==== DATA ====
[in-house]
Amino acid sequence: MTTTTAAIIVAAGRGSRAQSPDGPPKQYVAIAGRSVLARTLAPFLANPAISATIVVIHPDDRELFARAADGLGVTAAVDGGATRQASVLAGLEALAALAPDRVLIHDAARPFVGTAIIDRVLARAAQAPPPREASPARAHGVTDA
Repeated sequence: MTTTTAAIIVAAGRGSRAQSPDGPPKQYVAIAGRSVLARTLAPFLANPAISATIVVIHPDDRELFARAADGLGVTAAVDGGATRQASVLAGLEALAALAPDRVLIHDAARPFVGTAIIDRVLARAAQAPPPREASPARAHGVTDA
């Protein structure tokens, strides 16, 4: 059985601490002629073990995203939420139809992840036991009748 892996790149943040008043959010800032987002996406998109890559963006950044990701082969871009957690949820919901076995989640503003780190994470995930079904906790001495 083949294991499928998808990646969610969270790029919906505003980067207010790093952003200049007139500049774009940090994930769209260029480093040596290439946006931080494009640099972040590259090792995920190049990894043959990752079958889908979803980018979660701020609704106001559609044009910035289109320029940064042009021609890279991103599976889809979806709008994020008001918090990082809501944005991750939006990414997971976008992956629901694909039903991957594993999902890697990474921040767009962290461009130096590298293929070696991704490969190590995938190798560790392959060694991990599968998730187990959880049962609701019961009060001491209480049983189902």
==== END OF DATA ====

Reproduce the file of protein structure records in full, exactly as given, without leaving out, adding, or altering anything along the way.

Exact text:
[in-house]
Amino acid sequence: MTTTTAAIIVAAGRGSRAQSPDGPPKQYVAIAGRSVLARTLAPFLANPAISATIVVIHPDDRELFARAADGLGVTAAVDGGATRQASVLAGLEALAALAPDRVLIHDAARPFVGTAIIDRVLARAAQAPPPREASPARAHGVTDA
Repeated sequence: MTTTTAAIIVAAGRGSRAQSPDGPPKQYVAIAGRSVLARTLAPFLANPAISATIVVIHPDDRELFARAADGLGVTAAVDGGATRQASVLAGLEALAALAPDRVLIHDAARPFVGTAIIDRVLARAAQAPPPREASPARAHGVTDA
């Protein structure tokens, strides 16, 4: 059985601490002629073990995203939420139809992840036991009748 892996790149943040008043959010800032987002996406998109890559963006950044990701082969871009957690949820919901076995989640503003780190994470995930079904906790001495 083949294991499928998808990646969610969270790029919906505003980067207010790093952003200049007139500049774009940090994930769209260029480093040596290439946006931080494009640099972040590259090792995920190049990894043959990752079958889908979803980018979660701020609704106001559609044009910035289109320029940064042009021609890279991103599976889809979806709008994020008001918090990082809501944005991750939006990414997971976008992956629901694909039903991957594993999902890697990474921040767009962290461009130096590298293929070696991704490969190590995938190798560790392959060694991990599968998730187990959880049962609701019961009060001491209480049983189902």